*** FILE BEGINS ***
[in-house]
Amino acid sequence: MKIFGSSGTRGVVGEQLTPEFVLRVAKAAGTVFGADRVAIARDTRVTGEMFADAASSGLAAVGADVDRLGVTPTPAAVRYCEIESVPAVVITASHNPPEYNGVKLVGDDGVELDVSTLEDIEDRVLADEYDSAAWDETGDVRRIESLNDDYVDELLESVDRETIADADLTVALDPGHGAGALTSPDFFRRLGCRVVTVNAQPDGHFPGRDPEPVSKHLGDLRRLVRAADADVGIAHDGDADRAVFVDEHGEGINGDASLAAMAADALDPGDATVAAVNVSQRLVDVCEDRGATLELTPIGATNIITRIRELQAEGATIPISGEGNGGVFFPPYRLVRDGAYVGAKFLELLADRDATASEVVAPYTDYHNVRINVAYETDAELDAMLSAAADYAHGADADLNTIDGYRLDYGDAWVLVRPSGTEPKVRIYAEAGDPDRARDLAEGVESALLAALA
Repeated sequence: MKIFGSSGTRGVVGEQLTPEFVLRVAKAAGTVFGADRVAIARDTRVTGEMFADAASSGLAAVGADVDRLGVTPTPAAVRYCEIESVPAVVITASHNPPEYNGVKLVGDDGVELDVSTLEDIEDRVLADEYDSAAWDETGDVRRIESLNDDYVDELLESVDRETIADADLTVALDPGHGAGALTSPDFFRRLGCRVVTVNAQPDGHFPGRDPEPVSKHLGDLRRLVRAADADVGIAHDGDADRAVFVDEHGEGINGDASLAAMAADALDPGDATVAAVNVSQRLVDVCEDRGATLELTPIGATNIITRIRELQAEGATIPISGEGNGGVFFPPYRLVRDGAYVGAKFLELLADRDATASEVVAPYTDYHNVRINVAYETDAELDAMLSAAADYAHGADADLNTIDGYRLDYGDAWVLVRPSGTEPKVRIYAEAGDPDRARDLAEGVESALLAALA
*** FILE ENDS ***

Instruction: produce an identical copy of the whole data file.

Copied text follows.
[in-house]
Amino acid sequence: MKIFGSSGTRGVVGEQLTPEFVLRVAKAAGTVFGADRVAIARDTRVTGEMFADAASSGLAAVGADVDRLGVTPTPAAVRYCEIESVPAVVITASHNPPEYNGVKLVGDDGVELDVSTLEDIEDRVLADEYDSAAWDETGDVRRIESLNDDYVDELLESVDRETIADADLTVALDPGHGAGALTSPDFFRRLGCRVVTVNAQPDGHFPGRDPEPVSKHLGDLRRLVRAADADVGIAHDGDADRAVFVDEHGEGINGDASLAAMAADALDPGDATVAAVNVSQRLVDVCEDRGATLELTPIGATNIITRIRELQAEGATIPISGEGNGGVFFPPYRLVRDGAYVGAKFLELLADRDATASEVVAPYTDYHNVRINVAYETDAELDAMLSAAADYAHGADADLNTIDGYRLDYGDAWVLVRPSGTEPKVRIYAEAGDPDRARDLAEGVESALLAALA
Repeated sequence: MKIFGSSGTRGVVGEQLTPEFVLRVAKAAGTVFGADRVAIARDTRVTGEMFADAASSGLAAVGADVDRLGVTPTPAAVRYCEIESVPAVVITASHNPPEYNGVKLVGDDGVELDVSTLEDIEDRVLADEYDSAAWDETGDVRRIESLNDDYVDELLESVDRETIADADLTVALDPGHGAGALTSPDFFRRLGCRVVTVNAQPDGHFPGRDPEPVSKHLGDLRRLVRAADADVGIAHDGDADRAVFVDEHGEGINGDASLAAMAADALDPGDATVAAVNVSQRLVDVCEDRGATLELTPIGATNIITRIRELQAEGATIPISGEGNGGVFFPPYRLVRDGAYVGAKFLELLADRDATASEVVAPYTDYHNVRINVAYETDAELDAMLSAAADYAHGADADLNTIDGYRLDYGDAWVLVRPSGTEPKVRIYAEAGDPDRARDLAEGVESALLAALA